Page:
Working for the New York City Parks this summer as a conservation intern, has given me insight into the physical labors of hands-on outdoor restoration. Tasks varied from routine maintenances, either dealing with environmental soiling or minor graffiti. Bronze was power washed, soaped, dried, waxed and buffed (with exceptions based on previous coatings) while stones were power washed, soaped and scrubbed with Orvus, a non-ionic soap, and rinsed again.
Over the course of the internship, we had about 3 Major projects. The first one was the conservation of the Keith Haring mural at the Carmine Street pool in the West Village. The mural had paint peeling, corrosion from the rust and needed patching.
Working with the masons to patch the water damaged areas, and a painter from the Haring Foundation, we managed to finish the project in under a week.
Our most arduous project was at Fort Tryon Park, restoring “Columnade” a sculpture by Edwardo Ramirez Villamizar, a Columbian artist, whose work resamples a 25′ radiator. Made of cast concrete, the sculpture has been both graffitied and painted over several coats, making the removal a very arduous and TOXIC process. Using warm water at a high pressure, paint stripper and sand blasters, the layers of paint finally came off after several hours dedicated to this project.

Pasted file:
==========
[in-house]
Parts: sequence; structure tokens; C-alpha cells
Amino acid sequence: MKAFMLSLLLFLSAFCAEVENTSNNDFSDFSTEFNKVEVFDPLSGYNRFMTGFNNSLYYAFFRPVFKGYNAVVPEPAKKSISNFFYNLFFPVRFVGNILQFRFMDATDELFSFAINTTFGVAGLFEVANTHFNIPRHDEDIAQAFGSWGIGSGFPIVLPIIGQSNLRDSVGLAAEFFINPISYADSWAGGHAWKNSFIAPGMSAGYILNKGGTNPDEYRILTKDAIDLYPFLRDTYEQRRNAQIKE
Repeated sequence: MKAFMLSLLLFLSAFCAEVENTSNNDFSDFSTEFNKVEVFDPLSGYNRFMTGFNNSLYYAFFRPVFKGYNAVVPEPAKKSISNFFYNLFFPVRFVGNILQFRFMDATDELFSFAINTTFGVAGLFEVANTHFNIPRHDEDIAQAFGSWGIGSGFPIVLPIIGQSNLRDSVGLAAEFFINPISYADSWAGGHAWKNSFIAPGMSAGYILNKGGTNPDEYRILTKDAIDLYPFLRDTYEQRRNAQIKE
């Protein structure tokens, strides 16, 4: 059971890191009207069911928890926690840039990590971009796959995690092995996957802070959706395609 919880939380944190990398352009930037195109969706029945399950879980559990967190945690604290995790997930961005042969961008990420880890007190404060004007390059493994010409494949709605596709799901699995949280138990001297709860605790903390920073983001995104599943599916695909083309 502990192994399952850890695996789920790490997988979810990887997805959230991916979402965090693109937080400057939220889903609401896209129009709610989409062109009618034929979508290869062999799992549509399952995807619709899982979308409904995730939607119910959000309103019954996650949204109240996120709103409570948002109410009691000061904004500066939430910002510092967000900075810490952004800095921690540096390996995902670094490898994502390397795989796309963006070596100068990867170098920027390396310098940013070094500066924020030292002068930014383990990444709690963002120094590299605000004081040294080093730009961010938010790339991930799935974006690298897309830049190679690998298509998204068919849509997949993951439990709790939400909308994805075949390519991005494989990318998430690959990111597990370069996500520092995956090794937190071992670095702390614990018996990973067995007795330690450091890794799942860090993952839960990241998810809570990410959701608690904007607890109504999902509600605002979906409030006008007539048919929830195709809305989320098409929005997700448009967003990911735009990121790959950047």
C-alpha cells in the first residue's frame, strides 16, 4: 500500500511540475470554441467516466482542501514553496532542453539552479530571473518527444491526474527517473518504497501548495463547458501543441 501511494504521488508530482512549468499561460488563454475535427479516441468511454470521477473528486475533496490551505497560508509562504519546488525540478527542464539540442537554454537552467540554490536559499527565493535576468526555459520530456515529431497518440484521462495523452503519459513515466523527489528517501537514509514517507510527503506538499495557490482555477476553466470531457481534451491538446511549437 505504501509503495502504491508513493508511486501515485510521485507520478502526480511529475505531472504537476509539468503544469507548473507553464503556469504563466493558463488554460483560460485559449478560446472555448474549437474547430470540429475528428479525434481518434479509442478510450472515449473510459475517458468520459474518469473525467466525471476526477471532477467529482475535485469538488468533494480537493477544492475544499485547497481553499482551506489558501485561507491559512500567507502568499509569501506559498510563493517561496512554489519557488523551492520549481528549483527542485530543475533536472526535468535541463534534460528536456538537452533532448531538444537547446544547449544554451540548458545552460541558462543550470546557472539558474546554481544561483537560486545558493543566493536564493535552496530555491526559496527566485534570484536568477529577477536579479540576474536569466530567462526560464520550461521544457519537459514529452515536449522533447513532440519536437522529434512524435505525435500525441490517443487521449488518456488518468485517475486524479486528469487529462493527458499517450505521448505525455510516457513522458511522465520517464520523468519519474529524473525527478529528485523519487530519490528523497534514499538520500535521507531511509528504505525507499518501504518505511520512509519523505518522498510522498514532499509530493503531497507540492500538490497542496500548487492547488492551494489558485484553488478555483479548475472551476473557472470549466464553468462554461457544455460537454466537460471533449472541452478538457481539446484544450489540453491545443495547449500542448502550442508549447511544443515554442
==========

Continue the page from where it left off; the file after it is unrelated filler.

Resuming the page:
The base of the structure was entirely rusted and exposed. We removed the rust with hammer and chisel, which took several hours of the course of many days. Once the rust was entirely removed, we prepped the base for the masons to fill with concrete.
This internship was so unique because of the technical skills I learned, and the unique perspective it gave me on the city’s parks and public art, and the extent of maintenance the common person does not acknowledge. However, I did come across very fundamental questions of preservation ethics, for instance, while unearthing graffiti from the 1970s, I struggled with the familiar Ruskinian concepts of “bringing back the dead.” Other days, I would think why am I re-laquering this man who was so influential in the slave trade? Even though all preservationists have some moral dilemmas at one point or another, my job this summer was not to decide whether or not to preserve these monuments, but HOW to maintain them. I was in a sense saving a snapshot of history, and it is not the monument that should not be honored, but the interpretation perhaps revisited. Viollet-le-Duc would have perhaps saluted me in my summer’s endeavors.